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Ships that ferried artillery rockets and tank parts to distant ports changed their names and registry papers so they could sail under a foreign flag.New front companies sprang up in China and Malaysia to handle transactions free of any visible connection to Pyongyang.Last August, a secret message was passed from Washington to Cairo warning about a mysterious vessel steaming toward the Suez Canal.The bulk freighter named Jie Shun was flying Cambodian colors but had sailed from North Korea, the warning said, with a North Korean crew and an unknown cargo shrouded by heavy tarps.But digging beneath stone and tarp, the inspectors found wooden crates — stacks of them.Asked about the boxes, the crew produced a bill of lading listing the contents, in awkward English, as “assembly parts of the underwater pump.” But after the last of the 79 crates was unloaded and opened at Egypt’s al-Adabiyah port, it was clear that this was a weapons shipment like none other: more than 24,000 rocket-propelled grenades, and completed components for 6,000 more.
“The ship was in terrible shape,” said a Western diplomat familiar with confidential reports from the official U. Although North Korean-owned, the vessel had been registered in Cambodia, allowing it to fly a Cambodian flag and claim Phnom Penh as its home port. intelligence agencies tracked the ship as it left North Korea, and then monitored it as it steamed around the Malay Peninsula and sailed westward across the Arabian Sea and the Gulf of Aden.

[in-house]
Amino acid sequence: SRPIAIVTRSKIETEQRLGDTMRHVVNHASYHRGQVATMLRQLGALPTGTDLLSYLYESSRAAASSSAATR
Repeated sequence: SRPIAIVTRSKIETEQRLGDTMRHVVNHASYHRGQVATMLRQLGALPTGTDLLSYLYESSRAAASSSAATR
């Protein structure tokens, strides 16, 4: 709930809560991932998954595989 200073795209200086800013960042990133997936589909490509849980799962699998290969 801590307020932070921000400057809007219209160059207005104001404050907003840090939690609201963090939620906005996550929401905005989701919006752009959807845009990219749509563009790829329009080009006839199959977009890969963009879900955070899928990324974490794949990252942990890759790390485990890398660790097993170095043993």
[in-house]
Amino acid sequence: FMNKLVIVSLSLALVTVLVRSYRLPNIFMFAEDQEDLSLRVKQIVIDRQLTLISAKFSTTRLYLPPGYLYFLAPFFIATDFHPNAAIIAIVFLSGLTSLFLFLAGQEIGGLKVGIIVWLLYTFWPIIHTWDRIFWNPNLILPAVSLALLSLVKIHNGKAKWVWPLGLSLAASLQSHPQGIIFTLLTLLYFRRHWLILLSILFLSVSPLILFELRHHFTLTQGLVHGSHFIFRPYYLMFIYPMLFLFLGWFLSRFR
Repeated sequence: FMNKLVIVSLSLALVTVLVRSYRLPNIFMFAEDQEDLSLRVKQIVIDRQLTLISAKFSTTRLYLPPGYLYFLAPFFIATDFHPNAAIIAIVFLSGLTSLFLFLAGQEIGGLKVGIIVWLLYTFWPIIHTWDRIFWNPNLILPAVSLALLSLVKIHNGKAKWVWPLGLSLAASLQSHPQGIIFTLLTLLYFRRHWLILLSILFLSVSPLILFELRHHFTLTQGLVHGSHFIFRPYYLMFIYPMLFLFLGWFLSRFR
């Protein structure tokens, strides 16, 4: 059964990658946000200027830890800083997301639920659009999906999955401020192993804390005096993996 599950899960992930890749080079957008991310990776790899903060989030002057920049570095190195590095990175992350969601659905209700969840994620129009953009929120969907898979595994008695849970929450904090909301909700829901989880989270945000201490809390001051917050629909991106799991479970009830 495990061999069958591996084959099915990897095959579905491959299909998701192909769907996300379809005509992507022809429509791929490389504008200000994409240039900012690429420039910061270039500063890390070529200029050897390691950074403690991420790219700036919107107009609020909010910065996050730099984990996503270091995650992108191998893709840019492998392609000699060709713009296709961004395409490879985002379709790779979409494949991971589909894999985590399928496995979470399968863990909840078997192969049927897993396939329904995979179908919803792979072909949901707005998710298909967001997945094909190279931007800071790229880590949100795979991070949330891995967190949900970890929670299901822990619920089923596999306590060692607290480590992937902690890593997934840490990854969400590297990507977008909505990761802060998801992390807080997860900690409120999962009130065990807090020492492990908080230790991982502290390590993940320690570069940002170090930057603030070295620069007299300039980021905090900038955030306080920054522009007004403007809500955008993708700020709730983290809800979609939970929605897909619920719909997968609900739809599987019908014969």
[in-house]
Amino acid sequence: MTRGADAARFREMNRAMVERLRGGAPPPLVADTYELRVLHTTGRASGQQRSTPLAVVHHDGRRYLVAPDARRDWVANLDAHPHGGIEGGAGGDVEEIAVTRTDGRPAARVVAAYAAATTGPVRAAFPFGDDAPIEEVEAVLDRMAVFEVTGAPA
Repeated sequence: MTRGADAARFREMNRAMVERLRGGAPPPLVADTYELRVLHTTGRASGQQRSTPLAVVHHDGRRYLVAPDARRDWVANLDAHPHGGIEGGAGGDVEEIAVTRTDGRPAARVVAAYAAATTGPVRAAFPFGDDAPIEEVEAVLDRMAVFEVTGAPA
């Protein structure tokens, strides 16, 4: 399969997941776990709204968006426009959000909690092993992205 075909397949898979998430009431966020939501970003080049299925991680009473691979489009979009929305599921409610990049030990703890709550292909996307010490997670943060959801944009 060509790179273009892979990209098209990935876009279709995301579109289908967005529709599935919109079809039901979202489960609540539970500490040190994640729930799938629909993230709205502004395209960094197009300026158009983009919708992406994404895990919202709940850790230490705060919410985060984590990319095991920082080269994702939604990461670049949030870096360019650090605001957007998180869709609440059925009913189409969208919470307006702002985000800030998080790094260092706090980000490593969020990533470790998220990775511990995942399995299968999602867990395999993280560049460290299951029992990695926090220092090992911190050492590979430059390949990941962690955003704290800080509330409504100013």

All were North Korean copies of a rocket warhead known as the PG-7, a variant of a Soviet munition first built in the 1960s.
[North Korea defies predictions — again — with early grasp of weapons milestone] A closer examination by U. experts would reveal yet another deception, this one apparently intended to fool the weapons’ Egyptian recipients: Each of the rockets bore a stamp with a manufacturing date of March 2016, just a few months before the Jie Shun sailed. “On-site analysis revealed that they were not of recent production,” the U. report said, “but rather had been stockpiled for some time.” North Korea’s booming illicit arms trade is an outgrowth of a legitimate business that began decades ago.
“North Korea’s assistance created a legacy of dependency,” said Berger, author of “Target Markets,” a 2015 monograph on the history of Pyongyang’s arms exports.
“The type of weaponry that these [client] countries still have in service is largely based on communist-bloc designs from the Cold War era.
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In the 1960s and ’70s, the Soviet Union gave away conventional weapons — and, in some cases, entire factories for producing them — to developing countries as a way of winning allies and creating markets for Soviet military technology.